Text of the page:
After Mata filed his appellate brief in this case, but before his appeal was heard, another panel of this Court held that 28 U.S.C. § 2255 itself provides a district court with jurisdiction to resentence a defendant in Mata's position and to impose the two-level enhancement for possession of a firearm, after vacatur of a conviction under section 924(c). See United States v. Gordils, 117 F.3d 99, 102 (2d Cir.1997). Gordils is controlling authority that compels us to reject Mata's claim that the district court acted without jurisdiction. However, Mata raises constitutional claims not presented in Gordils, which we now address.
Mata directs our attention to United States v. DiFrancesco, 449 U.S. 117, 101 S.Ct. 426, 66 L.Ed.2d 328 (1980), a case antedating the Guidelines regime introduced by the Sentencing Reform Act of 1984, Pub.L. No. 98-473, 98 Stat. 1988 (1984) (codified as amended at 18 U.S.C. § 3551 et seq. and 28 U.S.C. §§ 991-98). In DiFrancesco, the Supreme Court held that the Double Jeopardy Clause prohibits enhancement of a defendant's sentence after the defendant has developed an “expectation of finality in the original sentence.” 449 U.S. at 139, 101 S.Ct. at 438-39. Mata contends that he had such an expectation of finality in his original sentence for the narcotics trafficking conviction. However, we conclude that once Mata challenged the firearm conviction he could not reasonably have expected that he would not be subject to a two-level enhancement under the narcotics trafficking conviction.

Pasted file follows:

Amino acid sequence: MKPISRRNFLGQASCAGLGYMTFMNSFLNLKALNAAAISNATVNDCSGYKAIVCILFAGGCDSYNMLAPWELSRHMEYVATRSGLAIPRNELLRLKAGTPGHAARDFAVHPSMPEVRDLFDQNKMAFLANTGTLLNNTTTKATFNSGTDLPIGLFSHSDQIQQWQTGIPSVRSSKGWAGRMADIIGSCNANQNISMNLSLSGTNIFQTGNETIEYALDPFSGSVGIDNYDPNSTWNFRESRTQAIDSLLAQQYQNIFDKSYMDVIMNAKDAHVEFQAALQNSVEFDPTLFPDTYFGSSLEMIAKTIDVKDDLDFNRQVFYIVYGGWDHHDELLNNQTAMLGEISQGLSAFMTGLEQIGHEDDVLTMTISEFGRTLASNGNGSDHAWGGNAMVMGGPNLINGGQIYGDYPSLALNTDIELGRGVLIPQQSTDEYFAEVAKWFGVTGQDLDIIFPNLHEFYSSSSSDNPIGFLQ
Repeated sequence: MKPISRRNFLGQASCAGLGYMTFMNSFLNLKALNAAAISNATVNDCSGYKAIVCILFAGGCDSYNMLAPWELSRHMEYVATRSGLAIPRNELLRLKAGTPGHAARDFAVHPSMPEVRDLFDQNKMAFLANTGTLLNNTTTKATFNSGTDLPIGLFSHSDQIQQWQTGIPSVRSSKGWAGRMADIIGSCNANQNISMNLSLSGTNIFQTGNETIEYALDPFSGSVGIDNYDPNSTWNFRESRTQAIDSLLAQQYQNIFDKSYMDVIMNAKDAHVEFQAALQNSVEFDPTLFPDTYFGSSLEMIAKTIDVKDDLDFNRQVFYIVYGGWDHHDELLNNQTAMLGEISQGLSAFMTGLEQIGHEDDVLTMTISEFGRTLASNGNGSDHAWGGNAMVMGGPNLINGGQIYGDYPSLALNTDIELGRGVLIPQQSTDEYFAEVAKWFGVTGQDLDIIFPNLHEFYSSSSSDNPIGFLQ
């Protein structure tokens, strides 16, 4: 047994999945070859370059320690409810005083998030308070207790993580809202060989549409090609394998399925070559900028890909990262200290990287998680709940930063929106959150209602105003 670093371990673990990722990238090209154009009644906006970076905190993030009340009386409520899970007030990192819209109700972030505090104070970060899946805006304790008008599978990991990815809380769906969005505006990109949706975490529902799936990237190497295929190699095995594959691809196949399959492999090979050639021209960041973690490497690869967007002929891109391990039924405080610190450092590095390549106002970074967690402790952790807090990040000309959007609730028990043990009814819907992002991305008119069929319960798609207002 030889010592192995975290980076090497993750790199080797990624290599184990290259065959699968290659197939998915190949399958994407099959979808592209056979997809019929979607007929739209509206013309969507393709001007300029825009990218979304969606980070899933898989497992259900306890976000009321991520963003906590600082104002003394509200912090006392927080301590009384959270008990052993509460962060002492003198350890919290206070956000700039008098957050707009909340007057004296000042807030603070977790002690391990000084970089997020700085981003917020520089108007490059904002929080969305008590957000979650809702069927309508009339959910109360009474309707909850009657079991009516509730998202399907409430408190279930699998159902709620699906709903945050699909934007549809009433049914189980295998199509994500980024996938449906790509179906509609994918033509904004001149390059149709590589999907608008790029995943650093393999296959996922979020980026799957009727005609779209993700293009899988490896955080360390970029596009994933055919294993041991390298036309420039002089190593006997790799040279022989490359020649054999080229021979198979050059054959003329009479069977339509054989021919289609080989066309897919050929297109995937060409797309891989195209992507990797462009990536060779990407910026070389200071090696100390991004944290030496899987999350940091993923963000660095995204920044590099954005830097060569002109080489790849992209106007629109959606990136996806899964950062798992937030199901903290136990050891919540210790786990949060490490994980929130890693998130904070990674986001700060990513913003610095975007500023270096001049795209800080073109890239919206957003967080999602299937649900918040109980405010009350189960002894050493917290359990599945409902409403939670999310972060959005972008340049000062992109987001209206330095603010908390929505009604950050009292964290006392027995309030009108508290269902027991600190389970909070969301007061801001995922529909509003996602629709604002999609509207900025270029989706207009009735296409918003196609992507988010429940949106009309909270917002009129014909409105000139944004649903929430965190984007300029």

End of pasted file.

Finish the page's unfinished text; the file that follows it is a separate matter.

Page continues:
Although in Gordils this Court did not reach the constitutional issues raised here, we did observe that “the legal interdependence of sentences under the [G]uidelines” permits a court to “reconsider related sentences in the context of collateral attack.” 117 F.3d at 103. When a defendant elects to challenge one part of a sentencing “package” whose constituent parts are “truly interdependent,” review of the entire sentencing package does not constitute a double jeopardy violation. See McClain v. United States, 676 F.2d 915, 918 (2d Cir.1982). In this case, by challenging his section 924(c) conviction, Mata necessarily reopened the entire interdependent sentence of which it was a part. This is so because the Guidelines provision allowing either a two-level enhancement on a narcotics trafficking conviction or a mandatory five-year sentence under section 924(c)-but never both-renders Mata's sentence “truly interdependent,” see Gordils, 117 F.3d at 103. Far from violating the Double Jeopardy Clause, the resentencing by the district court did “nothing more than put [Mata] in the same position [he] would have occupied had [he] not been convicted under [section] 924(c) in the first place.” Id. We therefore find ample reason to join our sister circuits that have concluded that there is no double jeopardy violation when vacatur of a section 924(c) conviction leads to resentencing on an interdependent sentence for a narcotics trafficking offense. See United States v. Mendoza, 118 F.3d 707, 710 (10th Cir.), cert. denied, 522 U.S. 961, 118 S.Ct. 393, 139 L.Ed.2d 307 (1997); United States v. Morris, 116 F.3d 501, 505 (D.C.Cir.), cert. denied, 522 U.S. 975, 118 S.Ct. 431, 139 L.Ed.2d 331 (1997); United States v. Rodriguez, 114 F.3d 46, 48 (5th Cir.1997); United States v. Harrison, 113 F.3d 135, 138 (8th Cir.1997); United States v. Binford, 108 F.3d 723, 729 (7th Cir.), cert. denied, 521 U.S. 1128, 117 S.Ct. 2530, 138 L.Ed.2d 1029 (1997).